So you want to build something big and memorable and have your name in the history books of your industry, right? That's what most visionaries want, they have some big idea for the world and they are dying to get from point A-to-Z in the shortest possible time and as quickly as possible. It's an undeniable part of the urge that drives world-changers. But big change isn't always instant (as many of us know from experience) and trying to make it instant can easily become overwhelming, like my mum sometimes says of me "your eyes are bigger than your stomach." or rather, in this case I can say "Your vision is presently bigger than your current capabilities."

So what do you do when you have a big as hell vision but limited capabilites? You start building your big vision by working on little ideas. Get to where you want to be by starting and completing small steps that will some day add up to bring your big concept to life. For example, the average entrepreneur wants to be a millionaire, so they focus on developing ideas that will get them to a million- and I think most of us know that such ideas more often than not- fail.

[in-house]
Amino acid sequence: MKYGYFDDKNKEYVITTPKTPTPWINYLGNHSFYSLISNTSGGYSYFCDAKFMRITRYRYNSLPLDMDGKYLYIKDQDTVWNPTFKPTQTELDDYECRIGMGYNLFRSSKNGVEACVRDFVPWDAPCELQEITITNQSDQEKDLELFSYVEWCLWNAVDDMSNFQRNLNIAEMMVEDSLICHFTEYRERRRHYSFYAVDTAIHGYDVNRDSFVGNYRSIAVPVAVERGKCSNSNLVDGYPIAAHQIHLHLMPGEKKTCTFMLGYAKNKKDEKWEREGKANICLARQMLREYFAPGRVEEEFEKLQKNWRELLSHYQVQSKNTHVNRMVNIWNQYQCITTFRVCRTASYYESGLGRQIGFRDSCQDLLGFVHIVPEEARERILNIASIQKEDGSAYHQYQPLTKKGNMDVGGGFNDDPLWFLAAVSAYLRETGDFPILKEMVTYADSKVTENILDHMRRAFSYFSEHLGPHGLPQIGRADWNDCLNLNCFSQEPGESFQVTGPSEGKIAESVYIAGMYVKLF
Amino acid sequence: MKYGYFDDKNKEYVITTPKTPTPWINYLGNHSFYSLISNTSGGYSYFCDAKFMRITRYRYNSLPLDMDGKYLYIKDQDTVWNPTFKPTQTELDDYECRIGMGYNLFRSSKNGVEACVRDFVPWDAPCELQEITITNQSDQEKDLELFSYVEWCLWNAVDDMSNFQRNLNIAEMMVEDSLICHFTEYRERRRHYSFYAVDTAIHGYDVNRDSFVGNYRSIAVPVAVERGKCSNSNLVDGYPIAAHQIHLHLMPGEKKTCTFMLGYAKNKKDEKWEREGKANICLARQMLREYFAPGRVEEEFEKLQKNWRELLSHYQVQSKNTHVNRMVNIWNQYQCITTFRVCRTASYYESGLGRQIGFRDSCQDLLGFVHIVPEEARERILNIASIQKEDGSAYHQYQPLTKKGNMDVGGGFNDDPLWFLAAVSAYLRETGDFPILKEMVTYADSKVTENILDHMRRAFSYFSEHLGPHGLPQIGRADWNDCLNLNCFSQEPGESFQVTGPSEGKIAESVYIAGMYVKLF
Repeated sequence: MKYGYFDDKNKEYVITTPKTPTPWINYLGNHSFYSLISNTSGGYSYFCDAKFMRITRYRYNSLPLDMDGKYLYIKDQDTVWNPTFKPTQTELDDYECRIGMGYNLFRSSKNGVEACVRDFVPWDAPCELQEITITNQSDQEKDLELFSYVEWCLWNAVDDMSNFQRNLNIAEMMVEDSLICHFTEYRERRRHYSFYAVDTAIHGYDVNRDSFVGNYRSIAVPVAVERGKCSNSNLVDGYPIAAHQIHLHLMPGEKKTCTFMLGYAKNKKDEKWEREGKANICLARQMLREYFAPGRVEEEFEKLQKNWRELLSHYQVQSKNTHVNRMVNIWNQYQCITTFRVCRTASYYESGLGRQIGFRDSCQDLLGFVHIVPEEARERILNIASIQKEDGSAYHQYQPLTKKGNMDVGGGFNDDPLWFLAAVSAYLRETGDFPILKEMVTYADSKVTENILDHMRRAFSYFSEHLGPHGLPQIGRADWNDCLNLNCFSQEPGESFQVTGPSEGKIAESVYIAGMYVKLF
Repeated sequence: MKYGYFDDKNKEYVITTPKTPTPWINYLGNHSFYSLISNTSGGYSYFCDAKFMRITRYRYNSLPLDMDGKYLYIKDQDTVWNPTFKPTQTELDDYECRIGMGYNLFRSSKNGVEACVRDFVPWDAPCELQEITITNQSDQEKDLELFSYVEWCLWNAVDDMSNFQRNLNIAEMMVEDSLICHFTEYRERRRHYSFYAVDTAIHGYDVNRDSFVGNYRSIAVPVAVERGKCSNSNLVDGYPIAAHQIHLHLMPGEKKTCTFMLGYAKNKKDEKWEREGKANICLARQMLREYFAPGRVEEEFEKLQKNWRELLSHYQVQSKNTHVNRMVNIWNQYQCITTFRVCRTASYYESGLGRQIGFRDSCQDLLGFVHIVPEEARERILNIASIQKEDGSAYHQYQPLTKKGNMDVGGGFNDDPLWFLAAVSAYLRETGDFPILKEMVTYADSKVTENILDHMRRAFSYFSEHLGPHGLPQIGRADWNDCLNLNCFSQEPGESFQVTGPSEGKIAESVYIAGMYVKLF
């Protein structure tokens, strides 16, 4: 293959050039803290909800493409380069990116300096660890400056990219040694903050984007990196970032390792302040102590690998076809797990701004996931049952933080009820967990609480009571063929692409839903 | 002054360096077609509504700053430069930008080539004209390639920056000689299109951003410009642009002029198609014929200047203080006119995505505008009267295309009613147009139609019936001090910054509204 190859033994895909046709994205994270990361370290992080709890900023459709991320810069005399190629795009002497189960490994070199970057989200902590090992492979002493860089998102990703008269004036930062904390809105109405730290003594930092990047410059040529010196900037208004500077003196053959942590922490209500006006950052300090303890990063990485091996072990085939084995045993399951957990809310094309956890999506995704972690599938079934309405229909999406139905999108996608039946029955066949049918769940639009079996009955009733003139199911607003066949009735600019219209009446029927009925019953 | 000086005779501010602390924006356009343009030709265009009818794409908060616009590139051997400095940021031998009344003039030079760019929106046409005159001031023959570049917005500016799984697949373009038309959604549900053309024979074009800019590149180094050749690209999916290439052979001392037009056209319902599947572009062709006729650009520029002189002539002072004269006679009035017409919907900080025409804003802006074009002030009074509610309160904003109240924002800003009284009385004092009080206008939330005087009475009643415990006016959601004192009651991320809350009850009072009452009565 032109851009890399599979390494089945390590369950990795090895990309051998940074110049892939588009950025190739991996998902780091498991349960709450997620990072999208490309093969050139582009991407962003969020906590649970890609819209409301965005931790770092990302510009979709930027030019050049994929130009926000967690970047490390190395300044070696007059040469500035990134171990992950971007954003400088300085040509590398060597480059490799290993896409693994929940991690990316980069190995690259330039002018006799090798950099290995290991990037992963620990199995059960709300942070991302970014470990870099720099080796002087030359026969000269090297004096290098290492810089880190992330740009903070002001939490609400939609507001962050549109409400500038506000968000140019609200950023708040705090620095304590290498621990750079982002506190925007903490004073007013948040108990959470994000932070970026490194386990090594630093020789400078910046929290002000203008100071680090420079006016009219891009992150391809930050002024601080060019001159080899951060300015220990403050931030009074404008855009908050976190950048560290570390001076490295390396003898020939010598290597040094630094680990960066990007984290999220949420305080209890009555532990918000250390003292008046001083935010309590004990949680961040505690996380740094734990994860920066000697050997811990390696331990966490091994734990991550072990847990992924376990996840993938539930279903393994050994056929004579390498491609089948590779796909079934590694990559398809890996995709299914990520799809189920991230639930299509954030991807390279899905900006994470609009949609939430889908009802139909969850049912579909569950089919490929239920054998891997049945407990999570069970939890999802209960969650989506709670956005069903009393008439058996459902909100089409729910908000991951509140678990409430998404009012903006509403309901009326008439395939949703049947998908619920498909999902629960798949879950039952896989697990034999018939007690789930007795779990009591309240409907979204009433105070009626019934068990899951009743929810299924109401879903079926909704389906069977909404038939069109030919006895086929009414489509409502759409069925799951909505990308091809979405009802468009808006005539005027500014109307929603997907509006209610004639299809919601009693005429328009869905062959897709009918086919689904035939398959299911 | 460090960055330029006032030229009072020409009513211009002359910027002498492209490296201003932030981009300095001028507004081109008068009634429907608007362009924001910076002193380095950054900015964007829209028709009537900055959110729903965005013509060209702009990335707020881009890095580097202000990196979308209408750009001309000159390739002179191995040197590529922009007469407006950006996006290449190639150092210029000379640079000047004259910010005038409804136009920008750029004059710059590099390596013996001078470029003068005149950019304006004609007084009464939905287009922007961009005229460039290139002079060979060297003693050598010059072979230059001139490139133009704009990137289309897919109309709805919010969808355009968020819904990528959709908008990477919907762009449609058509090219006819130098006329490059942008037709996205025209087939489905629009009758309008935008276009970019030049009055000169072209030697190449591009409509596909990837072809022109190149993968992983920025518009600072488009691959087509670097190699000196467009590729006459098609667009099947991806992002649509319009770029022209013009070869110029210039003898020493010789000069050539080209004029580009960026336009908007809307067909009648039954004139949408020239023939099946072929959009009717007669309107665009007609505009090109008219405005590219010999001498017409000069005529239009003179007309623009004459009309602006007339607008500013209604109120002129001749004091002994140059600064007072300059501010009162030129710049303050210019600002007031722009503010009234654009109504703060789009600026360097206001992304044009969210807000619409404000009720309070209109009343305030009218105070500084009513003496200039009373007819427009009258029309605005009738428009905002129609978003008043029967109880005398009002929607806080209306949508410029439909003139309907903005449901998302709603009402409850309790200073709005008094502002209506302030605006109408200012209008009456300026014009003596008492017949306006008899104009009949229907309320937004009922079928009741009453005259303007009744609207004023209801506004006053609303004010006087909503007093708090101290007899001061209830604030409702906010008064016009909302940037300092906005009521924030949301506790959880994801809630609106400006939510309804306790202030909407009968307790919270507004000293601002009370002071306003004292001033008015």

The dream is possible, but the implementation is weak and impractical. Look at many of the great companies that are in entrepreneurial lore and legend, companies like Ford, Apple, Microsoft, Levi's- they weren't put together and successful in one to three short years, they took generations to build. Their founders took small steps forward and slowly built the future with ideas.

Too many people start out with a big-crazy idea and then get discouraged when it doesn't work out. They miss the small advancements that could have been made daily or weekly, or even quarterly. They fail to see that reaching the vision they have is not a sprint, but a marathon.

image from Manny

If you want to eat a mammoth break it up into small mouthfuls. If you have an epic idea, you need to break it up into smaller creative ideas that can steadily get you to where you want to go.

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